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New York’s largest healthcare provider has laid off 1,400 employees for not getting a COVID-19 vaccine

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New York’s largest healthcare provider says it has fired thousands of workers for refusing to receive the COVID-19 vaccine before the state mandate.

Northwell Health announced Monday it had fired 1,400 workers who refused to be vaccinated.

Just a week earlier, the health system announced it had fired two dozen “unvaccinated leaders” at management level or above.

It is unclear what job titles the recently laid off workers had and whether they were clinical or non-clinical workers.

Northwell Health says the remaining 76,000 employees have all received at least one dose of the vaccine.

Thousands of other hospitals and medical centers are expected to announce that they have laid off employees for not having the jab.

“Northwell regrets the loss of an employee under such circumstances, but as health care professionals and members of the largest health care providers in the state, we understand our unique responsibility to protect the health of our patients and each other,” spokeswoman Barbara Osborn said in a statement. declaration. statement, according to Newsday.

“We owe it to our staff, our patients and the communities we serve to be 100 percent vaccinated against COVID-19.”

Northwell Health (pictured), New York’s largest healthcare provider, says it has laid off 1,400 employees for refusing to receive the COVID-19 vaccine

The hospital system says the remaining 76,000 workers received at least one dose before the state mandate that went into effect Monday.  Pictured: Sandra Lindsay (left), a nurse at Long Island Jewish Medical Center, has been vaccinated with the COVID-19 vaccine by Dr.  Michelle Chester in New York City, December 2020

The hospital system says the remaining 76,000 workers received at least one dose before the state mandate that went into effect Monday. Pictured: Sandra Lindsay (left), a nurse at Long Island Jewish Medical Center, has been vaccinated with the COVID-19 vaccine by Dr. Michelle Chester in New York City, December 2020

It is unclear what job titles the dismissed employees had and whether they were clinical or non-clinical employees.  Pictured: New York resident Krystel Walk communicates with a large crowd raining their votes against a mandate to get vaccinated or lose their jobs at Stony Brook University in Stony Brook, New York, August 2021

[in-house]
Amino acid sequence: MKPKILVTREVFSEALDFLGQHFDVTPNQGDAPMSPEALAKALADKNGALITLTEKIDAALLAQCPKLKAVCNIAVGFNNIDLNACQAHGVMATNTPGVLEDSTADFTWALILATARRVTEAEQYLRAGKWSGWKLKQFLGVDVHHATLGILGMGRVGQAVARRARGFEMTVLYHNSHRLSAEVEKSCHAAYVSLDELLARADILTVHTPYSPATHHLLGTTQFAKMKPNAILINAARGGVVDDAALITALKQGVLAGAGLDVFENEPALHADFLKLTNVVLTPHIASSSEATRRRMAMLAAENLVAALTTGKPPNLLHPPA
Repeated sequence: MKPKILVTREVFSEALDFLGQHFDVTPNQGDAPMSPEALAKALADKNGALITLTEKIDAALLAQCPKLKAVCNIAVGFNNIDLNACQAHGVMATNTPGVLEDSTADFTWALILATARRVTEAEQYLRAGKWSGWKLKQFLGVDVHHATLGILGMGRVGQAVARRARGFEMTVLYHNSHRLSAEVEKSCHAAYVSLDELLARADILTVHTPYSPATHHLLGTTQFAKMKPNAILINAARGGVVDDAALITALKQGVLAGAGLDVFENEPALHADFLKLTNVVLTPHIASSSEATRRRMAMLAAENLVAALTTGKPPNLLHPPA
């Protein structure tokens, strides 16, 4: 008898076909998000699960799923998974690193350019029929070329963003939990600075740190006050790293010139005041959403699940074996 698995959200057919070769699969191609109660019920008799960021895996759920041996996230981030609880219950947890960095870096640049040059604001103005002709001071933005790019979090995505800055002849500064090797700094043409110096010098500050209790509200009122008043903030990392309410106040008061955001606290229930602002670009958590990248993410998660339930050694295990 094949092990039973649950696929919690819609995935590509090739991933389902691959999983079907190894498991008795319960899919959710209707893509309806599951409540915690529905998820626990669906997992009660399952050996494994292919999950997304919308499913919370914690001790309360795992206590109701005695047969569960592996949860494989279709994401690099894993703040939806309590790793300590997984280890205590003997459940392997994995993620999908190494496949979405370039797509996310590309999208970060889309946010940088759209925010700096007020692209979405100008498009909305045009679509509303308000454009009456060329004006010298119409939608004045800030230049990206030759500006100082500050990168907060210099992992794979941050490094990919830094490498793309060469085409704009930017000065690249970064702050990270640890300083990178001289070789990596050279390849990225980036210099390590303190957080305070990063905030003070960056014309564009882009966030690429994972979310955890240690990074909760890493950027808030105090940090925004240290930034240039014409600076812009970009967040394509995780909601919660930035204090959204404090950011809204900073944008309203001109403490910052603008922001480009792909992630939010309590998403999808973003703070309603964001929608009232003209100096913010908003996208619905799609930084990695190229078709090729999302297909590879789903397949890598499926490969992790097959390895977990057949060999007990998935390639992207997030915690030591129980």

It is unclear what job titles the dismissed employees had and whether they were clinical or non-clinical employees. Pictured: New York resident Krystel Walk communicates with a large crowd raining their votes against a mandate to get vaccinated or lose their jobs at Stony Brook University in Stony Brook, New York, August 2021

The mandate for health professionals was issued in August by former Governor Andrew Cuomo and backed by Hochul when she succeeded him.

All New York state health workers in hospitals and nursing homes were required to receive at least one dose of the COVID-19 vaccine by Monday, Sept. 27.

Workers who refuse to receive the injections may be suspended and fired.

The mandate is not only for those who deal directly with patients, such as doctors and nurses, but also for administrators, cafeteria workers and even cleaners.

When the mandate was first announced, the state said health workers would not receive religious exemptions, only medical exemptions.

However, a group of 17 workers sued New York for not allowing the vaccine to be rejected on religious grounds, and a judge in Utica issued a temporary halt to require them to get the shot.

A federal judge on Oct. 12 will consider a legal challenge arguing that such exemptions are constitutionally required.

Hospitals prepared emergency plans before fearing the mandate would cause disruptions.

Northwell Health told Newsday that none of its facilities are experiencing disruptions as a result of the firing.

Government Kathy Hochul is considering sending the National Guard to hospitals or signing an executive order allowing graduates and retirees to work to solve staff shortages.  Pictured: Hochul speaking after meeting Irish Prime Minister Michael Martin, September 2021

Government Kathy Hochul is considering sending the National Guard to hospitals or signing an executive order allowing graduates and retirees to work to solve staff shortages. Pictured: Hochul speaking after meeting Irish Prime Minister Michael Martin, September 2021

Last week, Hochul released a plan on how she is considering tackling the staff shortage.

One option is to sign an executive order declaring a state of emergency that allows licensed health professionals in other states or countries to practice in New York, as well as recent graduates and retirees.

Another example is deploying the National Guard to hospitals or asking the federal government to send disaster medical response teams.

“We are still fighting Covid to protect our loved ones, and we must fight with all the means at our disposal,” she said in a statement.

“I am closely monitoring the staffing situation and we have a plan in place to increase our healthcare workforce and reduce the burden on our hospitals and other healthcare facilities.”

The state’s Department of Labor has issued guidelines that workers fired for refusing to vaccinate will not be eligible for unemployment insurance “in the absence of a valid, doctor-approved request for medical accommodation.”

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